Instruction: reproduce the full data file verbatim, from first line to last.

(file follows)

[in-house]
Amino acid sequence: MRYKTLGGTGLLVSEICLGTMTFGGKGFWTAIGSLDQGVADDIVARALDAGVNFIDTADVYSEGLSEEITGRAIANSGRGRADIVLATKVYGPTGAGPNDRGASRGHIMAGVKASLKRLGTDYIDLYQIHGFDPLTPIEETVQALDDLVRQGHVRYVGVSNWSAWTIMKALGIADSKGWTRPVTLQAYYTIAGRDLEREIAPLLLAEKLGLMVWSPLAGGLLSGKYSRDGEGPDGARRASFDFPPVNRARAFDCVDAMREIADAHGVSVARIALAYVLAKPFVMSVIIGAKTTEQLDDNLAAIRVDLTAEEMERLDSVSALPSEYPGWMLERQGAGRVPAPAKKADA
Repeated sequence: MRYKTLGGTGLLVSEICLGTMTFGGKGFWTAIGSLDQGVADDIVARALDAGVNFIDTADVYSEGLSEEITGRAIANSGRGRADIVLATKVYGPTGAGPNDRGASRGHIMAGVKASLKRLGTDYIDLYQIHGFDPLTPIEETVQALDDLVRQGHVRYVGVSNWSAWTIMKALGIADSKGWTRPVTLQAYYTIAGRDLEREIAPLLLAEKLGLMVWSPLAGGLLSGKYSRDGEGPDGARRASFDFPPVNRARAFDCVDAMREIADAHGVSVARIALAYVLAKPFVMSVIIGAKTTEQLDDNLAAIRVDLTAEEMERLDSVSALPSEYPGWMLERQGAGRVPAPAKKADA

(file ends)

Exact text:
[in-house]
Amino acid sequence: MRYKTLGGTGLLVSEICLGTMTFGGKGFWTAIGSLDQGVADDIVARALDAGVNFIDTADVYSEGLSEEITGRAIANSGRGRADIVLATKVYGPTGAGPNDRGASRGHIMAGVKASLKRLGTDYIDLYQIHGFDPLTPIEETVQALDDLVRQGHVRYVGVSNWSAWTIMKALGIADSKGWTRPVTLQAYYTIAGRDLEREIAPLLLAEKLGLMVWSPLAGGLLSGKYSRDGEGPDGARRASFDFPPVNRARAFDCVDAMREIADAHGVSVARIALAYVLAKPFVMSVIIGAKTTEQLDDNLAAIRVDLTAEEMERLDSVSALPSEYPGWMLERQGAGRVPAPAKKADA
Repeated sequence: MRYKTLGGTGLLVSEICLGTMTFGGKGFWTAIGSLDQGVADDIVARALDAGVNFIDTADVYSEGLSEEITGRAIANSGRGRADIVLATKVYGPTGAGPNDRGASRGHIMAGVKASLKRLGTDYIDLYQIHGFDPLTPIEETVQALDDLVRQGHVRYVGVSNWSAWTIMKALGIADSKGWTRPVTLQAYYTIAGRDLEREIAPLLLAEKLGLMVWSPLAGGLLSGKYSRDGEGPDGARRASFDFPPVNRARAFDCVDAMREIADAHGVSVARIALAYVLAKPFVMSVIIGAKTTEQLDDNLAAIRVDLTAEEMERLDSVSALPSEYPGWMLERQGAGRVPAPAKKADA